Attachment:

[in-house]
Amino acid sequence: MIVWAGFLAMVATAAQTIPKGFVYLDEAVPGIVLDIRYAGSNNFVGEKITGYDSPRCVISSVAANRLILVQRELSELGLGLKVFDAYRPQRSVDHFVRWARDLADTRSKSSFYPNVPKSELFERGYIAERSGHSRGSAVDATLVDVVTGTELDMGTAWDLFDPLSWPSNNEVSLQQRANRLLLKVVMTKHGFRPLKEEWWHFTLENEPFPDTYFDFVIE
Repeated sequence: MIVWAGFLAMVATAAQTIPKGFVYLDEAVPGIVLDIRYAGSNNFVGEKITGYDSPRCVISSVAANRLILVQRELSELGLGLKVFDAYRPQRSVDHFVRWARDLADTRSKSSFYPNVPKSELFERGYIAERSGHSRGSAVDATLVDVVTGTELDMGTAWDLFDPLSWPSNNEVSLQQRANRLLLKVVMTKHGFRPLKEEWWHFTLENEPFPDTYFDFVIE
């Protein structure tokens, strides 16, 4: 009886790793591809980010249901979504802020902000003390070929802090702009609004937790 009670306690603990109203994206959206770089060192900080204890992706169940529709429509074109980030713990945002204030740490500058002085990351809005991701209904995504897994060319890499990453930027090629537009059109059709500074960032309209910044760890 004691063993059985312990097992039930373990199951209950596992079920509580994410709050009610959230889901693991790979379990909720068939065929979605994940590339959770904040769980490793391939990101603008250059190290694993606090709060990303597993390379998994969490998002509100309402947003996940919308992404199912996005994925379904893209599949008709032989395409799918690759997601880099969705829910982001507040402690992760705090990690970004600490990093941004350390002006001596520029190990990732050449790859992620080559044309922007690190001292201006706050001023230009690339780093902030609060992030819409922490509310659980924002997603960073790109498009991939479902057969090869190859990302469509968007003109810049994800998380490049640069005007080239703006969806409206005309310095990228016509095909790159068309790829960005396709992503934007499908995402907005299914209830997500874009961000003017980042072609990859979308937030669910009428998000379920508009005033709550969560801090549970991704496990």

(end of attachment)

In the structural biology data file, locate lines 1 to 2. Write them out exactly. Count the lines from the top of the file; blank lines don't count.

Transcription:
[in-house]
Amino acid sequence: MIVWAGFLAMVATAAQTIPKGFVYLDEAVPGIVLDIRYAGSNNFVGEKITGYDSPRCVISSVAANRLILVQRELSELGLGLKVFDAYRPQRSVDHFVRWARDLADTRSKSSFYPNVPKSELFERGYIAERSGHSRGSAVDATLVDVVTGTELDMGTAWDLFDPLSWPSNNEVSLQQRANRLLLKVVMTKHGFRPLKEEWWHFTLENEPFPDTYFDFVIE